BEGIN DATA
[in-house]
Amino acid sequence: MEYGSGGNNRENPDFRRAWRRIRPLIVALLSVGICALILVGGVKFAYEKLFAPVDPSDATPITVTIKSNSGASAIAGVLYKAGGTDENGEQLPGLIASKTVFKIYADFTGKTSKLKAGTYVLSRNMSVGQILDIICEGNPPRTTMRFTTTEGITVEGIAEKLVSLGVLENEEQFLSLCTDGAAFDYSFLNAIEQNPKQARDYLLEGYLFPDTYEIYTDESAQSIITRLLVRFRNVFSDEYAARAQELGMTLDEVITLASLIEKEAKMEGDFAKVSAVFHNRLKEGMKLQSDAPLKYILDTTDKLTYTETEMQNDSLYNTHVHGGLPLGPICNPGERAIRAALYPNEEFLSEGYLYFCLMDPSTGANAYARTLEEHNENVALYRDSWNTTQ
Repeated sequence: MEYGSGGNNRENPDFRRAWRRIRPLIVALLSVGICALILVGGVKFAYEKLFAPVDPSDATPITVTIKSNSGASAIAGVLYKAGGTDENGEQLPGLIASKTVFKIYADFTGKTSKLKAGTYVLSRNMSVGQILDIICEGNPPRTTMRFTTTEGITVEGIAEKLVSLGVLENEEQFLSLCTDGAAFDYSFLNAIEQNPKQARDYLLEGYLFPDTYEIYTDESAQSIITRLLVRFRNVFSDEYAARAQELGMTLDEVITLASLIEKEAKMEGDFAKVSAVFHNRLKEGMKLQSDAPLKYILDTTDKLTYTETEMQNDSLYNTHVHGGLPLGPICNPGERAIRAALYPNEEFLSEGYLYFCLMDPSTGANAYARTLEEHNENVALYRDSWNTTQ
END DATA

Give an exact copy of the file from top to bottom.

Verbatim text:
[in-house]
Amino acid sequence: MEYGSGGNNRENPDFRRAWRRIRPLIVALLSVGICALILVGGVKFAYEKLFAPVDPSDATPITVTIKSNSGASAIAGVLYKAGGTDENGEQLPGLIASKTVFKIYADFTGKTSKLKAGTYVLSRNMSVGQILDIICEGNPPRTTMRFTTTEGITVEGIAEKLVSLGVLENEEQFLSLCTDGAAFDYSFLNAIEQNPKQARDYLLEGYLFPDTYEIYTDESAQSIITRLLVRFRNVFSDEYAARAQELGMTLDEVITLASLIEKEAKMEGDFAKVSAVFHNRLKEGMKLQSDAPLKYILDTTDKLTYTETEMQNDSLYNTHVHGGLPLGPICNPGERAIRAALYPNEEFLSEGYLYFCLMDPSTGANAYARTLEEHNENVALYRDSWNTTQ
Repeated sequence: MEYGSGGNNRENPDFRRAWRRIRPLIVALLSVGICALILVGGVKFAYEKLFAPVDPSDATPITVTIKSNSGASAIAGVLYKAGGTDENGEQLPGLIASKTVFKIYADFTGKTSKLKAGTYVLSRNMSVGQILDIICEGNPPRTTMRFTTTEGITVEGIAEKLVSLGVLENEEQFLSLCTDGAAFDYSFLNAIEQNPKQARDYLLEGYLFPDTYEIYTDESAQSIITRLLVRFRNVFSDEYAARAQELGMTLDEVITLASLIEKEAKMEGDFAKVSAVFHNRLKEGMKLQSDAPLKYILDTTDKLTYTETEMQNDSLYNTHVHGGLPLGPICNPGERAIRAALYPNEEFLSEGYLYFCLMDPSTGANAYARTLEEHNENVALYRDSWNTTQ